I've been somewhat on a nonfiction kick recently, which is why I picked up Bill Bryson's Made in America, an "informal history" of the development of American English. I've always had a kind of lazyman's interest in linguistics--while I think it's interesting to learn where terms like "jaywalking" came from, I do not want to learn the phoenetic alphabet or memorize the dates of the vowel or consonant shifts.
Therefore, the first half of Made in America was a pretty interesting read, tracking how the pilgrims stole shamelessly from the Native Americans, how unstable the English language was at the time of the Founding Fathers, all the way through the influx of languages brought with all of the immigrants throughout the 19th and early 20th centuries. Bryson has a pretty sharp wit and a wry attitude that was particularly entertaining when contrasted with the History Channel version of events we normally get.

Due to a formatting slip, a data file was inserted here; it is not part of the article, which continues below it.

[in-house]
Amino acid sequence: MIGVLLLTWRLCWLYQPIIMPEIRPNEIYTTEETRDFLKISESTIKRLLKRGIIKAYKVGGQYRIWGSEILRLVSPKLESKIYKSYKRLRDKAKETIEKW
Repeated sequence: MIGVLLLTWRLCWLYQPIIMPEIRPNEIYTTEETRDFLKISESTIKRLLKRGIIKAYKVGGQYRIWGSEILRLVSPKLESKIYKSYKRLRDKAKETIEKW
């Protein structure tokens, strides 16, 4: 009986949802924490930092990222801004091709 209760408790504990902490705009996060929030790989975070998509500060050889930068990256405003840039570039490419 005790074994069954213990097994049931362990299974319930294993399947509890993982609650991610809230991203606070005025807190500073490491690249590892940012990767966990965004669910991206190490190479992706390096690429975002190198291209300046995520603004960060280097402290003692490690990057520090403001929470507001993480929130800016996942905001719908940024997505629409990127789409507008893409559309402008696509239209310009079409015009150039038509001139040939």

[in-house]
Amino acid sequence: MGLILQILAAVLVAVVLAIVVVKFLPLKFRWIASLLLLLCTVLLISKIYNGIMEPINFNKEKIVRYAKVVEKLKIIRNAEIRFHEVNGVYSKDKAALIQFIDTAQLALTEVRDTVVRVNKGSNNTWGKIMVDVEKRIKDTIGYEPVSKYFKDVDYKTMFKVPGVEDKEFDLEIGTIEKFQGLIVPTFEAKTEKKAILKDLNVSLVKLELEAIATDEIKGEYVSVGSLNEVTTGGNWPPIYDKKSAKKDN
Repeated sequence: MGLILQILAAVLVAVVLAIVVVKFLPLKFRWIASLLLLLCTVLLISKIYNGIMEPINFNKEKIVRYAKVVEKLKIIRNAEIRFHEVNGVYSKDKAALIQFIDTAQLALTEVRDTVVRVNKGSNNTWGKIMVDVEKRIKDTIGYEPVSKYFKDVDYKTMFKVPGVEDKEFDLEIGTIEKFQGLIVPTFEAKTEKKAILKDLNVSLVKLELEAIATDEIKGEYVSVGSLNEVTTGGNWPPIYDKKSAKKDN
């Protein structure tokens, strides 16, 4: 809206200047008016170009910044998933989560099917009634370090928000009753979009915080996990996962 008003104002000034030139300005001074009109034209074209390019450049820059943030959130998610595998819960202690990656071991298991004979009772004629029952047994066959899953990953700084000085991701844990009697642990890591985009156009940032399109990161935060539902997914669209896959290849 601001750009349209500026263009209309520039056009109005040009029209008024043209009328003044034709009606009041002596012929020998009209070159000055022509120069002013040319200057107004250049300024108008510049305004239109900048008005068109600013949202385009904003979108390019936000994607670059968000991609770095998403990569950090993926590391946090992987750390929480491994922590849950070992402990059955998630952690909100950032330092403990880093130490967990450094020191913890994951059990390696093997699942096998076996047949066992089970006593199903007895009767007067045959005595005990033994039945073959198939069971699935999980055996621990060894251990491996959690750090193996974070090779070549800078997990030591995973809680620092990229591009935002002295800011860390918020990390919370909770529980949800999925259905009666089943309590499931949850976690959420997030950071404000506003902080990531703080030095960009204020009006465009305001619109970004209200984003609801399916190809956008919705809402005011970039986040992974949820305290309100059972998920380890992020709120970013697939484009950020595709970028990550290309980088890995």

The book unfortunately slowed down about halfway through, with Bryson focusing each chapter on a specific aspect of American life. I lost interest about ten pages into the chapter on the development of the highway system and automobiles, and although the last chapter sounded promising (being all about American mores and language surrounding sex), I'd lost interest in the book.
I guess my advice would be to only try to read the chapters in which you have a particular interest, and then this book will be absolutely fascinating.